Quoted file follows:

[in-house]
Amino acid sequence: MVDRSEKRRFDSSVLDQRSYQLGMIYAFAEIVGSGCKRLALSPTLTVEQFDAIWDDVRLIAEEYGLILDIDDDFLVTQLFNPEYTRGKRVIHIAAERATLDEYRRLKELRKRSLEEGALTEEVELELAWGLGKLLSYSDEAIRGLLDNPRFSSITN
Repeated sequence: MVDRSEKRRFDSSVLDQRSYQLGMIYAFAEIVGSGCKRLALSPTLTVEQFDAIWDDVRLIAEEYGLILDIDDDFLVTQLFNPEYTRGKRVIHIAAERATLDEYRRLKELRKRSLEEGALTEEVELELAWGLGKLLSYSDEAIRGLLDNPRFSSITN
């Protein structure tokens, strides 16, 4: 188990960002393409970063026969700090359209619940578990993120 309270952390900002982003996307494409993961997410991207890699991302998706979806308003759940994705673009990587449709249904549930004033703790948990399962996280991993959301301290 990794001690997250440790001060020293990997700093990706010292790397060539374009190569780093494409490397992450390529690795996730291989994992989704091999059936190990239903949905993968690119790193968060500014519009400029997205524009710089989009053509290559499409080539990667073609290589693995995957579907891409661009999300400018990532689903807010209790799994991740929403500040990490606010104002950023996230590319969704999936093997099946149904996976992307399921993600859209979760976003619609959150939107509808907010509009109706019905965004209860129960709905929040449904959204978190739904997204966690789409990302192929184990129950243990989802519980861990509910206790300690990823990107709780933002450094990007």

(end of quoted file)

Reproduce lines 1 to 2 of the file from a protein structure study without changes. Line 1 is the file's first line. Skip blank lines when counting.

[in-house]
Amino acid sequence: MVDRSEKRRFDSSVLDQRSYQLGMIYAFAEIVGSGCKRLALSPTLTVEQFDAIWDDVRLIAEEYGLILDIDDDFLVTQLFNPEYTRGKRVIHIAAERATLDEYRRLKELRKRSLEEGALTEEVELELAWGLGKLLSYSDEAIRGLLDNPRFSSITN